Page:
Faraday Future's all-electric super sports car concept attracted a lot of attention at CES earlier this year, but now it is struggling to replace key driverless engineers and program directors who left the company amid its recent financial troubles.
Following cash flow shortages and concerns about main Faraday investor Jia Yueting's solvability, the electrical vehicle (EV) startup and potential Tesla competitor continues to post numerous job listings for autonomous driving-related positions that remain unfilled.
Driverless-development staff Faraday has yet to replace include:
Jan Becker, senior director of automated from driving 2016-2017;
- Sangmin Oh, who rejoined Nvidia as an autonomous driving engineer in March 2017, after a roughly one-year stint at Faraday in an engineering capacity;
- Yong Dian Jian, a staff computer vision scientist for Tesla since May, served as a senior technical specialist for autonomous driving at Faraday Future from Apr 2016 until Apr 2017;
- Robert Taylor, a studio engineer from December 2016 until May 2016.
Other recent Faraday departures include the director of vehicle purchasing, the technical lead for self-driving sensors, the senior engineering manager for chassis, the technical program manager for digital products, and the director of electrical engineering and software.
Faraday recently hired Ulrich Kranz, a 30-year BMW veteran and head of the German premium carmaker's Project i electric vehicle (EV) division, as its CTO, but has not made a similar appointment during the past few months.
Faraday did not respond to emails or return phone calls when queried about is recruitment challenges and whether it is has recently hired new high-level driverless development executives to replace the staff it has lost.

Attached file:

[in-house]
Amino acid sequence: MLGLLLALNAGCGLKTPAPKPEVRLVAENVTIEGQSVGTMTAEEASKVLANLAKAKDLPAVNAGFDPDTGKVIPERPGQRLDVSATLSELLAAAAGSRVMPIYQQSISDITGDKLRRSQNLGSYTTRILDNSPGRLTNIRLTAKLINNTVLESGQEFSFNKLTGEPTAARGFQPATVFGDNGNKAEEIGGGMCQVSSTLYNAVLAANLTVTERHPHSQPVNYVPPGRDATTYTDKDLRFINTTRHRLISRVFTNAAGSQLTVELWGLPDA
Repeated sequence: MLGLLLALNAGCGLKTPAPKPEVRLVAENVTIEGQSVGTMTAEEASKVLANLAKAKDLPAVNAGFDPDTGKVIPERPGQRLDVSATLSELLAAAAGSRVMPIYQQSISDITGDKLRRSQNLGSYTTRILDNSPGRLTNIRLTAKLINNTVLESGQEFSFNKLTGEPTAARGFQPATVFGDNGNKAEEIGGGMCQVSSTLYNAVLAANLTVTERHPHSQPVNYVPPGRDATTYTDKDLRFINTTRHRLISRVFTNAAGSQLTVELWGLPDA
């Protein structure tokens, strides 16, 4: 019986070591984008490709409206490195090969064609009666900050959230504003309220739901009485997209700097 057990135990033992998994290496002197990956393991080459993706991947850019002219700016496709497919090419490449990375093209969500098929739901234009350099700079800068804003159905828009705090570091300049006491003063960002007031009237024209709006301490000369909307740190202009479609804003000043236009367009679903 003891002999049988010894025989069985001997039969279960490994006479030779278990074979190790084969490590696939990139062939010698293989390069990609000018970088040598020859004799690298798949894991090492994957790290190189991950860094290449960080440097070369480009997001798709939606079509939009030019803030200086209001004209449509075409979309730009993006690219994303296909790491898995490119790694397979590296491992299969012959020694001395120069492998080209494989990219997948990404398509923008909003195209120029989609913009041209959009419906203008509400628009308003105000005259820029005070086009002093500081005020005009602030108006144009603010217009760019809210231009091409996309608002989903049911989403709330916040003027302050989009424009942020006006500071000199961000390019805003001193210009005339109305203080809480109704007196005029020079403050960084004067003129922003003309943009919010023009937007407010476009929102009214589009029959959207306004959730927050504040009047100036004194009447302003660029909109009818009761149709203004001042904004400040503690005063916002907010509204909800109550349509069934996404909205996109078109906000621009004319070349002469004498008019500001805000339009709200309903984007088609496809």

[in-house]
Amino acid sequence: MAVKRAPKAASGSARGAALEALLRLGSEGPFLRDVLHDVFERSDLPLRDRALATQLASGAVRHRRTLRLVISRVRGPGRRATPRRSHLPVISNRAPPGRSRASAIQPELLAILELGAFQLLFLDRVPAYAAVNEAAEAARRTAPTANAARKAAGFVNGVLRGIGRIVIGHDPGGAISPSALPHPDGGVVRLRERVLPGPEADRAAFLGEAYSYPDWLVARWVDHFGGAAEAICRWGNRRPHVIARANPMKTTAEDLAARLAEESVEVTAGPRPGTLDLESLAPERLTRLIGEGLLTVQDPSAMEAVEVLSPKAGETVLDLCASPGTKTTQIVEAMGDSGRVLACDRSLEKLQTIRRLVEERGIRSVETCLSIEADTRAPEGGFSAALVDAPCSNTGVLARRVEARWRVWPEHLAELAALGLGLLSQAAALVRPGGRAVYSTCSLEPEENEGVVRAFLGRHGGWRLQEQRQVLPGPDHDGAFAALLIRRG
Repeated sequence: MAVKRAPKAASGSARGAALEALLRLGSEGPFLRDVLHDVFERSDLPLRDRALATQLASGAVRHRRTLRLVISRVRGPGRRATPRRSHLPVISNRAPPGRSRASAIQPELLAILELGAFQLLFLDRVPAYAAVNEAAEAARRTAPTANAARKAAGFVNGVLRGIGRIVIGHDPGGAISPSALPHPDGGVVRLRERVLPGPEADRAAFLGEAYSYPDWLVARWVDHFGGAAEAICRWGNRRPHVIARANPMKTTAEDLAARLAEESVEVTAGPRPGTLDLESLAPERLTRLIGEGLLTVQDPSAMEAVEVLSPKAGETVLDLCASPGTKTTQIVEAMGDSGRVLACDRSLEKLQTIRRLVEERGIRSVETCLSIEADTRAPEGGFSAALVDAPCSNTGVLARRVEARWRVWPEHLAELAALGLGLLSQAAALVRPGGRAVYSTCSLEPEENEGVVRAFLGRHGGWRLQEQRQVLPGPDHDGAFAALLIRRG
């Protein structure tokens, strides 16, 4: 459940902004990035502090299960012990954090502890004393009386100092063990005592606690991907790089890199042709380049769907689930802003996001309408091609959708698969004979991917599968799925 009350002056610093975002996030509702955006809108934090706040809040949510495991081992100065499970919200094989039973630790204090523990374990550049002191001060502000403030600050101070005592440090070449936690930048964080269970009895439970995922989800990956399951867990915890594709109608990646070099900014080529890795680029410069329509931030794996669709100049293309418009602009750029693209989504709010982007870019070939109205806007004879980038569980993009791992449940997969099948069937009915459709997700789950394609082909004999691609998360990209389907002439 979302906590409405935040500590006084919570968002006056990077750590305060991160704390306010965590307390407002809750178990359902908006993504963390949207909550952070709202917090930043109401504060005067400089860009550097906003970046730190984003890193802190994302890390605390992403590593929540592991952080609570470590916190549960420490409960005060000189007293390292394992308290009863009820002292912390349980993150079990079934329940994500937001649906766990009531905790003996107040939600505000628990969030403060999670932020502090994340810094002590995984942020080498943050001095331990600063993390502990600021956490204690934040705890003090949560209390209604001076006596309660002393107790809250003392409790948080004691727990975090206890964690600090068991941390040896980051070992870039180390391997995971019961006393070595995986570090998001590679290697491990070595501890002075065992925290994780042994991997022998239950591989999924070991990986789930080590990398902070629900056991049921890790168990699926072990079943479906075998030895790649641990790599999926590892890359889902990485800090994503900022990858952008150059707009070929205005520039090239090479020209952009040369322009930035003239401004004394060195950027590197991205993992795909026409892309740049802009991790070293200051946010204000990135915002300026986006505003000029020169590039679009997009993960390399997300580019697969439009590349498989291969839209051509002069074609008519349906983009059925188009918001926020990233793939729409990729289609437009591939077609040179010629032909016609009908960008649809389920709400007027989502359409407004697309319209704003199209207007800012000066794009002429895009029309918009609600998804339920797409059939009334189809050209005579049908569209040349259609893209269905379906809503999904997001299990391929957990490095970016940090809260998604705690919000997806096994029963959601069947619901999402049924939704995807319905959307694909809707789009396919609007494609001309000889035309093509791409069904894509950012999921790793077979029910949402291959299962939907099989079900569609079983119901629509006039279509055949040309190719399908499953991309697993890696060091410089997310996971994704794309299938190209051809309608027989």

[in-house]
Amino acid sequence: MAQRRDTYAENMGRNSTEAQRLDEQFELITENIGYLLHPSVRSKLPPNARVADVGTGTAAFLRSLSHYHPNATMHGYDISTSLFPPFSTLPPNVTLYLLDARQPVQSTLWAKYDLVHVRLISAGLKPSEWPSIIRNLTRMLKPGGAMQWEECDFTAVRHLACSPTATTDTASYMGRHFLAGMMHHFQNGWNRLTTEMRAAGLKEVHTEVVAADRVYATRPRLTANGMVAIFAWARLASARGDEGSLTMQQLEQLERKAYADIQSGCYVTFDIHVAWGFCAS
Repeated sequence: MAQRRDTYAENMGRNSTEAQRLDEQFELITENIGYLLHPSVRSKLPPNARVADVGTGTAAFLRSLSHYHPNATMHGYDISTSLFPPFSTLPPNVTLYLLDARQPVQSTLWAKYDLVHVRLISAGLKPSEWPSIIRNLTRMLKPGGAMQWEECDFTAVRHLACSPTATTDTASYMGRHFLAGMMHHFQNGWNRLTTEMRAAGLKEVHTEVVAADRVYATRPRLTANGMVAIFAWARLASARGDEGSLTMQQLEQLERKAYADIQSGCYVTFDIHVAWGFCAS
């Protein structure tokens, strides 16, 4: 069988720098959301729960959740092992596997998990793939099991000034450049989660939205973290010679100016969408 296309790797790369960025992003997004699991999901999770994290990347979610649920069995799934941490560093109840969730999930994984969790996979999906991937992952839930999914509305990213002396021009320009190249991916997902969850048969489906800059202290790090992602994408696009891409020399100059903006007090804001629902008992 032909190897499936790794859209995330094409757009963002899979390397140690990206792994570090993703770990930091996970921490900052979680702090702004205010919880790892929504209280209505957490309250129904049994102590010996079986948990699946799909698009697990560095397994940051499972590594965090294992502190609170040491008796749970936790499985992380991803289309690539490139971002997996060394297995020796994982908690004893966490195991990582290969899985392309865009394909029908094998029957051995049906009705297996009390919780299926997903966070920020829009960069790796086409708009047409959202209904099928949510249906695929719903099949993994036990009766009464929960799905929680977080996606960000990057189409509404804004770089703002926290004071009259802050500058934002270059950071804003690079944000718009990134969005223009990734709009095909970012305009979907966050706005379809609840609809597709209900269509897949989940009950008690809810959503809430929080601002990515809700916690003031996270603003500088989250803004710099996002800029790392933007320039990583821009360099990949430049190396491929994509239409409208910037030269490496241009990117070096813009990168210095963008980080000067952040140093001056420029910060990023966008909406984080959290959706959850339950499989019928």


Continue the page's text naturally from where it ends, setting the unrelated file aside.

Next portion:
Faraday Future has been vocal about its intent to be among the pioneers bringing autonomous driving technology to the roads, its prototypes and test programs of late are testament to this. However, we are yet to see any concrete plans/timelines from Faraday Future- so in this case, they would definitely be a company I will be keeping a watchful eye on, but not drawing any conclusions.
Since Faraday's launch of its FF91 concept in January at CES, Faraday has suffered a series of financial setbacks.
It was widely reported in July, for example, that a Chinese court froze $182 million in assets belonging to Faraday investor Jia Yueting, who is also chairman of China-based and principal Faraday investor LeEco, following a series of missed payments by a LeEco subsidiary.
Faraday may get a shot in the arm from another investor willing to underwrite it or be able to get its finances in order eventually, but in the meantime, its ability to move ahead with the development of its FF91 concept into a production model by hiring the right people remains in question.